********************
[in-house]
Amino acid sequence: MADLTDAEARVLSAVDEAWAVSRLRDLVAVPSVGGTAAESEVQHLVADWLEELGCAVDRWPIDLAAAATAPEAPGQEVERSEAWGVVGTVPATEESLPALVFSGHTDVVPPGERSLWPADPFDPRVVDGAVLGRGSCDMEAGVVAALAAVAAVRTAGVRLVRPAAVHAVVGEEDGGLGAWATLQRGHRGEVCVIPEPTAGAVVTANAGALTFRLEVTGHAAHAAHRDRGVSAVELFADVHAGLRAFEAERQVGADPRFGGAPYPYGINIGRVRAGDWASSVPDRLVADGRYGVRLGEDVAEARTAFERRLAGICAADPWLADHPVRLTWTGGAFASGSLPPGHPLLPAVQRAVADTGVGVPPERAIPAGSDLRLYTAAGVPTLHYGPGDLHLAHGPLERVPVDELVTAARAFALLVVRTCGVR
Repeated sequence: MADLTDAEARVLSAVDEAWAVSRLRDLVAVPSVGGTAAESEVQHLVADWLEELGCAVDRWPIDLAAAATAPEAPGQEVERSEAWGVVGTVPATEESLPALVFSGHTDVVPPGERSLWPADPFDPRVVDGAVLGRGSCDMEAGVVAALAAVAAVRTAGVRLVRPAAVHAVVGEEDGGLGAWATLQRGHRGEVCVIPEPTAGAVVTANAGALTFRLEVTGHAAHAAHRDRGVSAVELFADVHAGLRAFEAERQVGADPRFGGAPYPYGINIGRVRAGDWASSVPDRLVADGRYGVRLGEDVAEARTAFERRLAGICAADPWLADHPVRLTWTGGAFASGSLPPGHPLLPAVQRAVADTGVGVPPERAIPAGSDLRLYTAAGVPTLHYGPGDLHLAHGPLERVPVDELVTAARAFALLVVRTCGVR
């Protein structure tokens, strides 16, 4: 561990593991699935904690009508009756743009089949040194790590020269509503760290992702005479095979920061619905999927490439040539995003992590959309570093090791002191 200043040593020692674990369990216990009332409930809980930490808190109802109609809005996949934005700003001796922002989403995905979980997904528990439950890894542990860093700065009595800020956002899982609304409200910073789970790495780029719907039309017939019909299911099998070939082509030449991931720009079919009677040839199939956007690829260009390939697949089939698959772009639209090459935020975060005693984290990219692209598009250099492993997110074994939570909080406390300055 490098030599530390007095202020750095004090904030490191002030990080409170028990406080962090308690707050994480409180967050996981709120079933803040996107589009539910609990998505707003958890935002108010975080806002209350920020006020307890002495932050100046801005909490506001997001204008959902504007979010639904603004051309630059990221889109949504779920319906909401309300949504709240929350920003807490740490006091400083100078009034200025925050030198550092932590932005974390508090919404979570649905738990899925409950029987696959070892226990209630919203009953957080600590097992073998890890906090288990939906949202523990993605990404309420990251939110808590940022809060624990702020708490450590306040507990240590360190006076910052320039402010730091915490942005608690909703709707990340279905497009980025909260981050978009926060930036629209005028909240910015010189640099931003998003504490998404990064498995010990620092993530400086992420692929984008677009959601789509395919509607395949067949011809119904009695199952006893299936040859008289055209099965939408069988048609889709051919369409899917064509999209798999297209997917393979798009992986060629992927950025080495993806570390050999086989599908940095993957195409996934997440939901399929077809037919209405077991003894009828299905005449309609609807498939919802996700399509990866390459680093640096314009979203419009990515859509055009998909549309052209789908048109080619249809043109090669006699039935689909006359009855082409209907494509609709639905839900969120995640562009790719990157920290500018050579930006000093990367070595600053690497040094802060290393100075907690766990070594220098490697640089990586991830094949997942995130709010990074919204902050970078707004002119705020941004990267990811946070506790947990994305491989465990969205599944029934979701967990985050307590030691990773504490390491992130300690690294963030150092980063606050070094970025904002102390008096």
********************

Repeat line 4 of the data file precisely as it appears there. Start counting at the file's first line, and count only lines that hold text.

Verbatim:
């Protein structure tokens, strides 16, 4: 561990593991699935904690009508009756743009089949040194790590020269509503760290992702005479095979920061619905999927490439040539995003992590959309570093090791002191 200043040593020692674990369990216990009332409930809980930490808190109802109609809005996949934005700003001796922002989403995905979980997904528990439950890894542990860093700065009595800020956002899982609304409200910073789970790495780029719907039309017939019909299911099998070939082509030449991931720009079919009677040839199939956007690829260009390939697949089939698959772009639209090459935020975060005693984290990219692209598009250099492993997110074994939570909080406390300055 490098030599530390007095202020750095004090904030490191002030990080409170028990406080962090308690707050994480409180967050996981709120079933803040996107589009539910609990998505707003958890935002108010975080806002209350920020006020307890002495932050100046801005909490506001997001204008959902504007979010639904603004051309630059990221889109949504779920319906909401309300949504709240929350920003807490740490006091400083100078009034200025925050030198550092932590932005974390508090919404979570649905738990899925409950029987696959070892226990209630919203009953957080600590097992073998890890906090288990939906949202523990993605990404309420990251939110808590940022809060624990702020708490450590306040507990240590360190006076910052320039402010730091915490942005608690909703709707990340279905497009980025909260981050978009926060930036629209005028909240910015010189640099931003998003504490998404990064498995010990620092993530400086992420692929984008677009959601789509395919509607395949067949011809119904009695199952006893299936040859008289055209099965939408069988048609889709051919369409899917064509999209798999297209997917393979798009992986060629992927950025080495993806570390050999086989599908940095993957195409996934997440939901399929077809037919209405077991003894009828299905005449309609609807498939919802996700399509990866390459680093640096314009979203419009990515859509055009998909549309052209789908048109080619249809043109090669006699039935689909006359009855082409209907494509609709639905839900969120995640562009790719990157920290500018050579930006000093990367070595600053690497040094802060290393100075907690766990070594220098490697640089990586991830094949997942995130709010990074919204902050970078707004002119705020941004990267990811946070506790947990994305491989465990969205599944029934979701967990985050307590030691990773504490390491992130300690690294963030150092980063606050070094970025904002102390008096």